What's On My Credit File

How Information Ends Up On Your Credit File

If you’re considering getting a loan of some kind, you probably know the importance of a good credit score. You might even know how your credit score is determined.

A credit score is made up of several pieces of information. According to myFICO, there are five things that are taken into account, each accounting for a different percent of the score.

Payment history makes up 35%; amounts owed, 30%; length of credit history, 15%; and new credit and credit mix each make up 10%.

Information That Sticks

Once the credit bureaus have a piece of information that fits into one of these five categories, it will be included on your credit report for a certain number of years, depending on the type of information.

According to Equifax, one of the three credit bureaus, positive information will stay on your credit report for as long as 10 years after the most recent activity. This includes things like paying your bills on time and closing out loans.

Late payments will stay on your report for about seven years after the date of the missed payment. Tax liens will also stay on your report for about seven years if they are paid. On the other hand, unpaid tax liens could still be affecting your report 15 years down the road.

Learning About Your Credit

With all of this information playing a part in your credit score, you may be wondering how they gather these facts in the first place. According to the Federal Reserve, these bureaus collect information from creditors, like banks and credit card companies. They also get information from public records.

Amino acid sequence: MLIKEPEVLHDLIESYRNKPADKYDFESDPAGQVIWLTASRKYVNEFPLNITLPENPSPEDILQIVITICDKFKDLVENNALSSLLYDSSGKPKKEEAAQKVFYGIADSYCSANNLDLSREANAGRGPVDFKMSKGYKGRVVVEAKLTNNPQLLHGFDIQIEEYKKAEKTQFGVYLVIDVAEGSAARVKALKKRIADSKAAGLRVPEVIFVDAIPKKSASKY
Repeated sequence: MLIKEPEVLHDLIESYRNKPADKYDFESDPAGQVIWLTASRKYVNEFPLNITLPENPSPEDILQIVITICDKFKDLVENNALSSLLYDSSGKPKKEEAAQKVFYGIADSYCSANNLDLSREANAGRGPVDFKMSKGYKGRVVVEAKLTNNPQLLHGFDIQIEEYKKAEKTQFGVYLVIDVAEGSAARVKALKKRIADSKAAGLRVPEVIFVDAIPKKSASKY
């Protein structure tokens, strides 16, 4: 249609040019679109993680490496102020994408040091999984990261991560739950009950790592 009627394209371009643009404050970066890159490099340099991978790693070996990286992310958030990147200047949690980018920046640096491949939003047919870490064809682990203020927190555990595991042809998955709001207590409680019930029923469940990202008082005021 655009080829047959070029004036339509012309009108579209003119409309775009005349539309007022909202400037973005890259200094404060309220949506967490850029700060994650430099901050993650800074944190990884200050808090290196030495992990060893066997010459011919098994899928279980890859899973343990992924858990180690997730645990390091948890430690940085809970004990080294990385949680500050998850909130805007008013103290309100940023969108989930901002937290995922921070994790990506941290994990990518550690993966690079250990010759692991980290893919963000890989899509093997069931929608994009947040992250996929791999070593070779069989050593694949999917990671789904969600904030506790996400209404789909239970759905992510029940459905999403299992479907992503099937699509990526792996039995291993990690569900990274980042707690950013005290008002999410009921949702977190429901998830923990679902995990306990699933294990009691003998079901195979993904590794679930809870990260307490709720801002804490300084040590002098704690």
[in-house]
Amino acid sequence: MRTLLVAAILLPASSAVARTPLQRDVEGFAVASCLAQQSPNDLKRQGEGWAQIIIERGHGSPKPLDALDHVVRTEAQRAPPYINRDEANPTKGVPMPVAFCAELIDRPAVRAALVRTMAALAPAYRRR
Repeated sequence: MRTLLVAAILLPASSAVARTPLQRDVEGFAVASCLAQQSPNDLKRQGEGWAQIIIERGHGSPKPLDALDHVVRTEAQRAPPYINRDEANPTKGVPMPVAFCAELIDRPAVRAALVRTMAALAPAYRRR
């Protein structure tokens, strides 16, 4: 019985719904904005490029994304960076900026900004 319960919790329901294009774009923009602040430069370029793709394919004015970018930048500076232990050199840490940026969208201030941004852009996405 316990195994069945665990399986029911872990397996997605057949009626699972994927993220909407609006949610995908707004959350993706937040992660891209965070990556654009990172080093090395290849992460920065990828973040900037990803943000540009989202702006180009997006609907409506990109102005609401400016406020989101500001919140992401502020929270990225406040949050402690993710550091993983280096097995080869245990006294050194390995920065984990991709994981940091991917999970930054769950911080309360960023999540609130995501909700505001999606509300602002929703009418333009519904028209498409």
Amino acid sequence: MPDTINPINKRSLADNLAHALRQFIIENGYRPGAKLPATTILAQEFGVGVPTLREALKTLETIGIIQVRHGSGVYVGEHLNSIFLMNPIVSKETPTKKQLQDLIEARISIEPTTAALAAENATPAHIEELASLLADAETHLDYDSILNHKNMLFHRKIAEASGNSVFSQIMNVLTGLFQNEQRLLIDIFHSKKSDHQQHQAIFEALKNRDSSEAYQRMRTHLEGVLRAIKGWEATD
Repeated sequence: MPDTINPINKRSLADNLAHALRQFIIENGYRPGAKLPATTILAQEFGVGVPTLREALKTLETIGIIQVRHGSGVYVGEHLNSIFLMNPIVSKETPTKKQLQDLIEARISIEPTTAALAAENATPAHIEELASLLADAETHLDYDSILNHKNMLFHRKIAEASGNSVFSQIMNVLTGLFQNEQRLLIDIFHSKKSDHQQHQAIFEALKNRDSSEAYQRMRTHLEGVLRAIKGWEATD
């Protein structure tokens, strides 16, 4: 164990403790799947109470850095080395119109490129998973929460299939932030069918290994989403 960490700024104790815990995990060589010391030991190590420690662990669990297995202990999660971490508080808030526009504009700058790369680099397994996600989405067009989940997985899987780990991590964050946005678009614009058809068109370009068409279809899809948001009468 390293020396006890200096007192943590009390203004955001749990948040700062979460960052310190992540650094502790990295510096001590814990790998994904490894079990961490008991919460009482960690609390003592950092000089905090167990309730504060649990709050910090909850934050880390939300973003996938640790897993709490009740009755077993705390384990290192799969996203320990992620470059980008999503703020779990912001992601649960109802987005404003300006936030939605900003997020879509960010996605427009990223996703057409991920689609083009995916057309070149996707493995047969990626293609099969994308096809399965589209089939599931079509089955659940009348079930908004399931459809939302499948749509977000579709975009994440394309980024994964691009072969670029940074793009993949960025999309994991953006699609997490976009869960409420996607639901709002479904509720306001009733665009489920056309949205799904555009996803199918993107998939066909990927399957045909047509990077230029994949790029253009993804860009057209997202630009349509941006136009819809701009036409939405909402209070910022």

Experian, another credit bureau, explained there are three types of public records that can affect credit scores: tax liens, bankruptcy and civil judgments.

  • Liens are the result of unpaid taxes.
  • Bankruptcy comes in two forms: Chapter 13 and Chapter 7. In each of these, the person is forgiven any debt they can’t afford to pay.
    • In the first type(Chapter 13), the person has to pay part of the debt and the instance stays on his or her record for seven years.
    • In the second(Chapter 7), no payment is required, but the record is kept on file for a decade.
  • A civil judgment is typically the result of losing a lawsuit and owing a fine as a result. Once this is paid, the record will be updated to reflect the paid debt.

Who Cares About Your Credit File

All of this data is compiled for a reason. Creditors use credit scores to determine whether you are a trustworthy borrower. A high credit score shows creditors, such as mortgage lenders, banks and landlords, that you regularly pay your bills and are likely to continue doing so.

However, a low credit score says that you have had some problems in the past or are experiencing some now.

A low credit score will make finding a loan more difficult.

However, it is not the end of the world.

Each piece of information is updated regularly and events such as late payments and even bankruptcies only stay on your report for a certain period of time.

The important thing is that you begin to make some adjustments to your financial health to help your score improve.

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